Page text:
Only one of Adelson's candidates was victorious. The day after the election, Goldblog quipped, "I want to play poker with Sheldon Adelson." But Matt Glassman argues that, for big donors, "winning isn't everything":
When you spend tens of millions of dollars trying to influence an election, you obviously want your preferred candidate to win. But the binary outcome of the election isn’t the only thing you can, or want, to influence. Your money is also going to affect: the policy issues your candidate raises, the positions on those policies that he introduces into the discourse, what issues he chooses to attack his opponent on, the way the media frames these debates, and so on and so forth. If Sheldon Adelson’s goal was to make sure neither candidate questioned the use of drones or backed the Colorado pot initiative, well, mission accomplished. It’s not like the end goal here is to get a man into the office; the goal is ultimately to influence policy.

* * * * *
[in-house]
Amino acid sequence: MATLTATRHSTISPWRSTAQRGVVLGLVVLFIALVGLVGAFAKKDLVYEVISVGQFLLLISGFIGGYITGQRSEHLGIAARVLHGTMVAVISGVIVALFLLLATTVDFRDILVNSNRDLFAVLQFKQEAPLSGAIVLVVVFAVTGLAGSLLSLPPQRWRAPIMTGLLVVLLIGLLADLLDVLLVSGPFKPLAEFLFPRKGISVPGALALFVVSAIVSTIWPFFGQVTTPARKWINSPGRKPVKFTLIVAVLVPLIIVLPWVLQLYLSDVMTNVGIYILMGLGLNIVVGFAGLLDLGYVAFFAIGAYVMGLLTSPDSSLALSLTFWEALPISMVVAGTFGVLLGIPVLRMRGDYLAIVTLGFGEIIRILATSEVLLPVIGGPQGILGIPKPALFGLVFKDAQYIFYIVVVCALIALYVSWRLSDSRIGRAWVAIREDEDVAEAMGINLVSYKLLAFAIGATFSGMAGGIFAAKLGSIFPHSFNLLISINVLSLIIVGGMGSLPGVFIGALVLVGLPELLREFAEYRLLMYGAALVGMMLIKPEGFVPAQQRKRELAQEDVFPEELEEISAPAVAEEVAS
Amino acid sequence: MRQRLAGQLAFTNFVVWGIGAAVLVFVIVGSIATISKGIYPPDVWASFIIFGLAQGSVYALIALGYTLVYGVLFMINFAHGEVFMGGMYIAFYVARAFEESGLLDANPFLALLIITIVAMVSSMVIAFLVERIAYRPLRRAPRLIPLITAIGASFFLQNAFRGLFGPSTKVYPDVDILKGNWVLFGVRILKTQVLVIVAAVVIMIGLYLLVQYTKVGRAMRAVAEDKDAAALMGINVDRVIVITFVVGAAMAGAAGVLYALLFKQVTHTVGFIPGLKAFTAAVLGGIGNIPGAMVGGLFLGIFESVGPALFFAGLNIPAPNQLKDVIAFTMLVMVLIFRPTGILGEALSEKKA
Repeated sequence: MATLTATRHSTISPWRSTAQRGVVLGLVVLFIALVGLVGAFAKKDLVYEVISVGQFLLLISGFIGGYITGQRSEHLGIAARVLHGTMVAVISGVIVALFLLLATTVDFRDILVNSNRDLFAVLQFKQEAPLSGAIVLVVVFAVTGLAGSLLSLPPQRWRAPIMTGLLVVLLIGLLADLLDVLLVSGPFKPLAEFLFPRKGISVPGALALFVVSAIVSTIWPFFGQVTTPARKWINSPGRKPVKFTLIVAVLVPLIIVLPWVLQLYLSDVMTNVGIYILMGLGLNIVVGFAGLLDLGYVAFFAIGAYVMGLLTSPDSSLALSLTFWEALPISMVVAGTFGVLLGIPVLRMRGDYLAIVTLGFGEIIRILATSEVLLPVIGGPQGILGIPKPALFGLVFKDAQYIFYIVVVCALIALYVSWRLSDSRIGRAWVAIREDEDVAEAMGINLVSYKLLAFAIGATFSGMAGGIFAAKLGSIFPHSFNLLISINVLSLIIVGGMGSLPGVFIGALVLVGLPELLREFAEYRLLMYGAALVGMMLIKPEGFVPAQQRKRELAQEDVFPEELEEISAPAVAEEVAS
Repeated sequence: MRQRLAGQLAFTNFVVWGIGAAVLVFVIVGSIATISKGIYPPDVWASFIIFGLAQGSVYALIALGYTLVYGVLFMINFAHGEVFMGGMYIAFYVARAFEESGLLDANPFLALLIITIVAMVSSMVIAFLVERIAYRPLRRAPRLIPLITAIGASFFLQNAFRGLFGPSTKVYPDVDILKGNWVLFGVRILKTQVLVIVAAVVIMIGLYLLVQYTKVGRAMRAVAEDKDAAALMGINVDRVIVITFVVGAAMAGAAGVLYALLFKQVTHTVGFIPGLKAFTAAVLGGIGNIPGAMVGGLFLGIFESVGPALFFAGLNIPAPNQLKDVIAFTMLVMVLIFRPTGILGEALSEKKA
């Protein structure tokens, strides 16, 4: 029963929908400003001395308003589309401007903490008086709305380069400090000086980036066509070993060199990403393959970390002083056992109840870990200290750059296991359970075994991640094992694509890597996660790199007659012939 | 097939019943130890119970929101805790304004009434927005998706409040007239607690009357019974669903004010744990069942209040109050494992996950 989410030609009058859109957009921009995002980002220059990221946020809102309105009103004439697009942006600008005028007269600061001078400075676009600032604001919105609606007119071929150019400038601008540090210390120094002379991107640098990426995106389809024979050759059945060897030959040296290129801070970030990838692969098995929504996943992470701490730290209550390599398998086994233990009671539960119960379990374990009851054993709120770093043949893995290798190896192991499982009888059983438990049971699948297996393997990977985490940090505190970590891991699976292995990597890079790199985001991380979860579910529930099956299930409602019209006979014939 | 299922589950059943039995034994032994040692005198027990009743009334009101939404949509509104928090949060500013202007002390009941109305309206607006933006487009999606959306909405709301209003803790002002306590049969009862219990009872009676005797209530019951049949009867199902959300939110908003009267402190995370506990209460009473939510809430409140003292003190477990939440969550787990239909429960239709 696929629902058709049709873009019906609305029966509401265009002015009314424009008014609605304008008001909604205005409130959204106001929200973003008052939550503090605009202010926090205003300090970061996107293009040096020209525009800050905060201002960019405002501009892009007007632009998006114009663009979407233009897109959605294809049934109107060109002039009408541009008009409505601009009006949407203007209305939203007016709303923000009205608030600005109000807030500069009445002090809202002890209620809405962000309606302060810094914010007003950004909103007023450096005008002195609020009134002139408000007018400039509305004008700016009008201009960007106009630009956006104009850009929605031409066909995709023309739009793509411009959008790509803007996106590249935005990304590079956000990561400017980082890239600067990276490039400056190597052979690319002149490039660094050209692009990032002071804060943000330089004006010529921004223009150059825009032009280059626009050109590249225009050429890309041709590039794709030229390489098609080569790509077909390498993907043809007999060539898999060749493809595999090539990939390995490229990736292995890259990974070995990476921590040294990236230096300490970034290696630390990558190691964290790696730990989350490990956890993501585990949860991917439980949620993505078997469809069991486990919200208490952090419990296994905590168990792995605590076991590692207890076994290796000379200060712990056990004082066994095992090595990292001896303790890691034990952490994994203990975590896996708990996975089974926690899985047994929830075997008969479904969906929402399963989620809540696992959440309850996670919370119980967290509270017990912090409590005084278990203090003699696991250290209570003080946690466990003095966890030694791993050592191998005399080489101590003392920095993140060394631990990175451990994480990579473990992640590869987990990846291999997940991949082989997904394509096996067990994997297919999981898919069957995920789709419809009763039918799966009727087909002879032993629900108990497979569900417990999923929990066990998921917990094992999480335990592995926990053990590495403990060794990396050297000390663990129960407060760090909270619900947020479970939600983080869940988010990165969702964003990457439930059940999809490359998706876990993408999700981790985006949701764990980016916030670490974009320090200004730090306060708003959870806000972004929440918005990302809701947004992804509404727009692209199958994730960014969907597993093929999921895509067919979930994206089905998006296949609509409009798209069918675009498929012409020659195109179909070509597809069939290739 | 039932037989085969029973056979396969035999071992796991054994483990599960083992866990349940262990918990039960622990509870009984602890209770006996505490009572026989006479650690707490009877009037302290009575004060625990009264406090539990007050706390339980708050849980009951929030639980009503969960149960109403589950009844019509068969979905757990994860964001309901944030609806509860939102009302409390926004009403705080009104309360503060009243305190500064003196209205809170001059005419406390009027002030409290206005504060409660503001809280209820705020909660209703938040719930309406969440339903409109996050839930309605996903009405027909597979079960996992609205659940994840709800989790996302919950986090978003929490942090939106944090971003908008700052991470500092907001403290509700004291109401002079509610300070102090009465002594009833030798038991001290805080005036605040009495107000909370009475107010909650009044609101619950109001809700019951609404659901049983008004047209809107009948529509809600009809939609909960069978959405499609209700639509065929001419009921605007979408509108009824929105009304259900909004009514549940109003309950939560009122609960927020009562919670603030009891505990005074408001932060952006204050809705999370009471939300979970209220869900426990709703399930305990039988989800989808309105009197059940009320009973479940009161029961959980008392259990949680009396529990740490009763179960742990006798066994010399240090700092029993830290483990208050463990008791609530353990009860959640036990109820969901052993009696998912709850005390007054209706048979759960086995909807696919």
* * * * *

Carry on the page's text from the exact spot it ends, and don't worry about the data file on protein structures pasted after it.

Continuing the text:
Kerry Howley adds:
My time working for a donor-funded magazine convinced me that people often misunderstand the nature of donation and over-simplify the expected return. Sheldon Adelson wanted Newt to go all the way—mine the moon while invading Iran and lecturing all of us on fundamental transformational change, frankly. But even as he watched that beautiful dream slip away, he no doubt enjoyed the pleasure of being considered a player in a game that’s considerably higher status than casino building whilst having a Republican presidential candidate at his beck and call. Donations confer a sense of power over powerful people. Private equity manager Marc Leder, who played host to the party that led to the 47 percent debacle, got Mitt Romney to come to his own house and tell him that the rest of the country was sponging off of his estimable powers of wealth-creation. He got to watch a grown man beg, and isn’t that what we all want, really?